By Teresa Welsh |
I have been deeply skeptical about the legitimacy of the Iowa caucus, but I need to congratulate Iowa Republicans. You have (mostly) redeemed yourselves.
The Iowa caucuses came into last night with two strikes against them. First was former Gov. Mike Huckabee's win there in 2008. The problem wasn't that Huckabee struck many Republicans as unqualified, but it was the way he won, by overtly appealing to Christian conservatives purely on matters of faith while many Iowans seemed to reject former Gov. Mitt Romney because of his religion. The second strike was this year's straw poll, in which Rep. Michele Bachmann edged Rep. Ron Paul and forced former Gov. Tim Pawlenty to drop out. This hardly seemed to reflect mainstream Republican preferences.
Results like these cast doubt about whether Iowa's Republican caucus electorate reflects the party as a whole. The perception was setting in that Iowa's caucus electorate is well outside the mainstream of the Republican Party nationally, and that the caucuses are too easily captured by fringe factions of the party. Iowa Gov. Terry Branstad likes to claim that Iowa's Republican Party is a "full spectrum" party—and he points to his own nomination as proof. What Governor Branstad doesn't mention is that he was nominated in a primary, not a caucus. If President Obama is re-elected and the Republican Party conducts another nominating contest four years from now, the betting was that no credible candidates would risk competing in Iowa.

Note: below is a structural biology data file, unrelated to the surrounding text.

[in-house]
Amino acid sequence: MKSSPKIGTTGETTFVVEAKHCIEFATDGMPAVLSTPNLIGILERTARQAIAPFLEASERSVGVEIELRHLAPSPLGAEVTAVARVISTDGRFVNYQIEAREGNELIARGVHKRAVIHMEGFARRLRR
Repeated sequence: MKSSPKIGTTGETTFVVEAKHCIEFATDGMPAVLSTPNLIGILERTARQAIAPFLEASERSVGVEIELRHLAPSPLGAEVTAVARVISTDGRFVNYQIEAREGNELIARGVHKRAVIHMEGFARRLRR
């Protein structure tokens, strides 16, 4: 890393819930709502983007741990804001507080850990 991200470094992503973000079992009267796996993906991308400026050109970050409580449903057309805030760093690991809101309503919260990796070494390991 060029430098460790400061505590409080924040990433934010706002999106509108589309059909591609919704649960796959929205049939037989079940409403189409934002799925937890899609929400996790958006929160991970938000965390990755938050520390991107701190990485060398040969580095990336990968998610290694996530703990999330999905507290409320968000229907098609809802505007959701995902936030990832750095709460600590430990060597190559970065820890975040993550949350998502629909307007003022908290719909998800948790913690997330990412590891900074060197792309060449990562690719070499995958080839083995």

But this year Iowa did not gallop off and vote for unqualified candidates in large numbers. Cain collapsed, Bachmann's support melted away, Ron Paul did not win, and no one overlooked Rick Perry's obvious deficiencies as a candidate. Romney got a fair hearing and the candidate who worked the hardest in Iowa with old-fashioned shoe leather, Rick Santorum, got rewarded. It's a great outcome for the process, and for Iowa.
About Fergus Cullen Former Chairman of the New Hampshire Republican Party
Sally Kohn Political Commentator